We tend to avoid choosing apples with brown spots, assuming that they taste bad. But according to researchers from the University of Copenhagen, that needs to change.
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Researchers from institutions in Denmark and Ethiopia have formulated a freeze-dried starter culture that camel-milk farmers can use to make safe, fermented milk products.
In a bid to address the global challenge of food production, researchers have suggested the uptake of a set of technology solutions, including micro-algae, AI, nitrogen-fixating cereals, GMO and insect breeding.
The research highlights that, unlike soy, fava beans can be grown locally, minimising environmental impacts, and can be readily absorbed as a nutritious protein powder.
A new study confirms that processing, including fermentation, is important in relation to the final quality of the cocoa.
Unhackable, random markings on a digital key have been developed by university researchers to fight against pirated products.
The ‘Sense-Award’ scoring system: Objective adjudication for a multi category food awards competition
13 May 2011 | By Maurice G. O’Sullivan, Mary P. O’Sullivan and Joseph P. Kerry, Food Packaging Group, School of Food and Nutritional Sciences, University College Cork and Derek V. Byrne, Department of Food Science, Sensory Science, University of Copenhagen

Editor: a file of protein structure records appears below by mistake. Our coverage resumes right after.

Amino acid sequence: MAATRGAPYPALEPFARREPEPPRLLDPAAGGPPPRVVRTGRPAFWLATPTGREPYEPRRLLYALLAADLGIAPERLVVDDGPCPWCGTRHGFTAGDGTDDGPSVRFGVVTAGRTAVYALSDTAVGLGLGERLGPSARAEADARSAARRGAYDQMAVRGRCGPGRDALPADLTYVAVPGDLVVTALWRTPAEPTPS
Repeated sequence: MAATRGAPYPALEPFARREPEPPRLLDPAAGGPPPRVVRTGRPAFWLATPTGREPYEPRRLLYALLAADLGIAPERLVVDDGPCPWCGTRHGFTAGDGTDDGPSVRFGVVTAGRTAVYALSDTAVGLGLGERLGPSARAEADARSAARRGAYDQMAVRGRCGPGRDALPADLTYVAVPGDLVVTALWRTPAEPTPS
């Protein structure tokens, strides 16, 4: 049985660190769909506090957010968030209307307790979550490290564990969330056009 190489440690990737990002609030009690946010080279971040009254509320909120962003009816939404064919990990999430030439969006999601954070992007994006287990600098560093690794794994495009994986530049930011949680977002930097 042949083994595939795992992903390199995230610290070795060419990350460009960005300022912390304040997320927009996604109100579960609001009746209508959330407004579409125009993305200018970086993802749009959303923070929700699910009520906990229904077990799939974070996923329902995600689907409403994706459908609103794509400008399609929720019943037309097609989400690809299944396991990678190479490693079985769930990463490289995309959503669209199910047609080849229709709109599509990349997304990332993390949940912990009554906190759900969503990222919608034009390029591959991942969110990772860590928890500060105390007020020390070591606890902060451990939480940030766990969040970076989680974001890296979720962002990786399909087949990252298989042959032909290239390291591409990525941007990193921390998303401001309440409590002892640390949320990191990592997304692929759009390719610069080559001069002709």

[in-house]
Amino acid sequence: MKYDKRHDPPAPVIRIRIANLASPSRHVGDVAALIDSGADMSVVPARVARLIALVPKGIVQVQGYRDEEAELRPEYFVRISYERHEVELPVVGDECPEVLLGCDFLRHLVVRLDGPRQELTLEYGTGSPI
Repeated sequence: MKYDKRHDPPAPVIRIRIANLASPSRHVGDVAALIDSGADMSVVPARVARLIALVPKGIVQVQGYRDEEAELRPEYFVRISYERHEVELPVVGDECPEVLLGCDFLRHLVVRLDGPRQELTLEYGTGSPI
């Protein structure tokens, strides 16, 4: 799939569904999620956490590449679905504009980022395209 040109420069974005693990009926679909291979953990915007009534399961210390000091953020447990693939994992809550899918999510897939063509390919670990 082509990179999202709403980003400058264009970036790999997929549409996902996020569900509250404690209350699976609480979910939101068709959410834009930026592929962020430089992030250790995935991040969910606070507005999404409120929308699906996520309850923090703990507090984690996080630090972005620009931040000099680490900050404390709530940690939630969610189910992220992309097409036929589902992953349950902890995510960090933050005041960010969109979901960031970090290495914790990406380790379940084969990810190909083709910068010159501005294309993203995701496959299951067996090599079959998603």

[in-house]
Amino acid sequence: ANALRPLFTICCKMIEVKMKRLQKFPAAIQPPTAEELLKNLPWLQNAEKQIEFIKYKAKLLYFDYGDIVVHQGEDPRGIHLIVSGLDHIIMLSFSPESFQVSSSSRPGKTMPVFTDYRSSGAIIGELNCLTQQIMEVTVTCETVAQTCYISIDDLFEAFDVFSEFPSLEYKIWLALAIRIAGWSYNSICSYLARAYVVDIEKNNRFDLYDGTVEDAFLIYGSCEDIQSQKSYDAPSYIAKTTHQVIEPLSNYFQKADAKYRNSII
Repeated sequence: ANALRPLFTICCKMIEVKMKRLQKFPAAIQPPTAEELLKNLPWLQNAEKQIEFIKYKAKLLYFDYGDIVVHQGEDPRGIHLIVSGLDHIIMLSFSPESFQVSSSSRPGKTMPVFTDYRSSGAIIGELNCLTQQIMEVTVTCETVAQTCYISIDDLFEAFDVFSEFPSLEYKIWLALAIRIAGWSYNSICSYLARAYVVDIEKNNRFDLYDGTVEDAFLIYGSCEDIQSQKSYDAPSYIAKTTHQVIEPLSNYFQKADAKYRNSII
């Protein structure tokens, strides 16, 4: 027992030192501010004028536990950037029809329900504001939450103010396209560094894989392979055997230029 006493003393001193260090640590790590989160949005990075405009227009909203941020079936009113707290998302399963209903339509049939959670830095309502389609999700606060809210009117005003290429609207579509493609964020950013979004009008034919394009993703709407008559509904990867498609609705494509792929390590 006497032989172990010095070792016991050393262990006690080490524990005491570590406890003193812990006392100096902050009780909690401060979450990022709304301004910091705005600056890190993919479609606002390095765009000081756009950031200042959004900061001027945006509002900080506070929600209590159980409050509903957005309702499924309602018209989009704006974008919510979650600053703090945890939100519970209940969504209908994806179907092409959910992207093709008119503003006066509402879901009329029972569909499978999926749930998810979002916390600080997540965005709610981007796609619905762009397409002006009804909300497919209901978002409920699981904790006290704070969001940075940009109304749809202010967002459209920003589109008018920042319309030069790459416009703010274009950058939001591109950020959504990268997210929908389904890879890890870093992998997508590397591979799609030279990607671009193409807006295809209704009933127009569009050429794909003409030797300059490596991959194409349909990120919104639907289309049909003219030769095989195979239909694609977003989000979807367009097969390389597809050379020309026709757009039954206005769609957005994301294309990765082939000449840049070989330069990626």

Increasingly, food preference has become based on the mantra ‘we taste therefore we eat’, with consumers consistently seeking quality information across the product spectrum1. Thus, the use of ranking indications from food awards has become important to a product’s impact in the marketplace, particularly artisanal foods2. However, do these awards…
26 August 2010 | By Vibeke Orlien, Head of Research Group Food Chemistry, University of Copenhagen
High pressure technology offers new opportunities for nutritional and healthy milk products. Based on skim milk and added whey protein or hydrocolloids, high pressure makes it possible to produce milk products ranging from yoghurtlike to pudding-like, but without the sour taste and with less sugar. Moreover, high pressure is a…
20 February 2009 | By Professor Vibeke Orlien, Associate Professor Food Chemistry, University of Copenhagen
Consumers prefer food products, convenience products and ready-to-eat meals to have the taste of being freshly made. Moreover, it must be nutritious, safe, of high quality and originate from sustainable production. High-pressure (HP) technology can be utilised to its full potential as a minimal processing method to address consumers preferences…